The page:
Given the major cross party support for mass immigration the only way it will be through an anti-immigration party winning the majority of seats, or a change of heart of one of the existing parties (perhaps a Trump like take over of a party from within).
      Thus the logic in continuing to first preference parties like One Nation, to keep awareness amongst the parties that there would be political capital to make from adopting a harder immigration stand.

      • Totes BeWokeMEMBER

        There have been times Hanson could have blocked legislation in the senate and didn’t.

        She has had the opportunity to put immigration firmly on the table.

        • kierans777MEMBER

          Indeed. But sadly old Pauline always frames the immigration debate in racist terms and thus instantly any rational discussion on the subject has all the political oxygen burned away.

          • greedypuppyMEMBER

            she has the media skill of a deranged lunatic …on a good day-the few times i’ve heard her explain her back tracking or view of the world I’m forced to believe that perhaps free education has done more harm than good

  1. “It is borders that matter to ON. State borders and, and even more so, national borders.”

    Yep. If the federal Labor mob don’t clock that then they’re more stupid than they look.

    • Federal Labor behave in a manner that seems profoundly stupid, and it’s easy to think they’re just very dim bulbs. I often wonder though, what percentage of their apparent idiocy is just idiocy, and how much is caused by corruption? For example, do they favour mass Chinese immigration because they’re stupid/woke (but I repeat myself) or is it because they’re owned by the CCP?

      • Fair point and I do wonder the same. I like to think ‘dim’, only because it’s far less sinister than the wilful sale of the country to bad elements. If it’s the latter we should all be seriously concerned and one can only hope that justice is served on those traitors.

      • The federal ALP benches are made up of careerist hacks and pretty much all of their remaining ‘safe seats’ have been ‘branch stacked’. No careerist Labor MP is going to go against the Big Australia, pro immigration narrative as it would mean immediate de-selection. Hanson is a fraud who exposed herself as a Murdoch lackey in calling for QLD to re-open its borders. Hopefully Katter’s party can politically terminate One Nation.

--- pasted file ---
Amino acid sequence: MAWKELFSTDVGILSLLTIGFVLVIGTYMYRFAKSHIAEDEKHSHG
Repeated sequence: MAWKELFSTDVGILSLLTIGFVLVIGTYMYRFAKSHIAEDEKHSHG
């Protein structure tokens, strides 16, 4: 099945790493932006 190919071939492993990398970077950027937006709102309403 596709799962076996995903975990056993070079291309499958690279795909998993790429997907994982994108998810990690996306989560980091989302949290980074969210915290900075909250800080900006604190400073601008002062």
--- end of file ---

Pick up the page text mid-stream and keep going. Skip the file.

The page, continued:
2. I guess, once the immigration is supercharged again thanks to vaccines and pro-china trade/influence policies re-implemented thanks to Oz losing US support (after Biden election), ON will be back.

  3. Arthur Schopenhauer

    Look at the Labor MPs. Sons & daughters of former MPs, or middle class people who have risen from working and middle class families through a University education, usually in Law or Education.

    They belong to the class of people who have gained the most from globalism, and they are many miles from working class the Labor party formerly represented.

    • Maybe the labor party claimed to represent them, but it was never made up of them. Working class people don’t tend to end up in parliament, even in the so called workers party for various reasons.

  4. “ON voters want their country back and they will vote for whoever offers it to them.” And what if no one offers it?
    Quite frankly I am getting sick of asking nicely. I am getting to the point where I wont wait for a party to offer it as a voting platform, but instead fall in behind someone who proposes that we take it back by force.
    It’s not the internet that is radicalizing people, it is the state sponsored invasion of our countries. How Orwellian have things gotten when the Overton window has shifted so far to the left that opposing an elite decreed government sponsored and run invasion makes you “far right”.

      • Australia’s Overton Window is firmly planted on the centre right as both the LNP and ALP worship ‘free markets’, not socialism or anything approaching it.

        The ‘immigrant invasion’ you refer to is a neoliberal, centre right policy designed to drive down the cost of labour and increase the wealth of landowners.

  5. Caboolture was always labor but last time their candidate was a thief
    Caloundra full of retirees who want closed borders, ditto Hervey bay
    Central qld trust state labor with coal unlike the feds.
    Rest of the state think they managed covid ok
    No much rocket science involved

  6. ON votes collapsed because Annastacia Pałaszczuk made a deal on Adani which was much much smaller then the original one proposed. Pragmatic to keep FNQ in the circle.

    I wish I stayed in SE QLD after I was stood down, but I took the first opportunity to come back o Melbourne. WA/SA/QLD local governments are ahead of the curve then VIC/NSW.

    • Totes BeWokeMEMBER

      Economic power can pollute the debate, it can infiltrate parties and individuals, MSM, fund campaigns etc etc etc, but voters decide who wins. It’s as simple as that.

      • Actually voters get to pick between a very small selection of people who have been pre selected by the faceless people in the shadows. They are the people who choose who runs the country.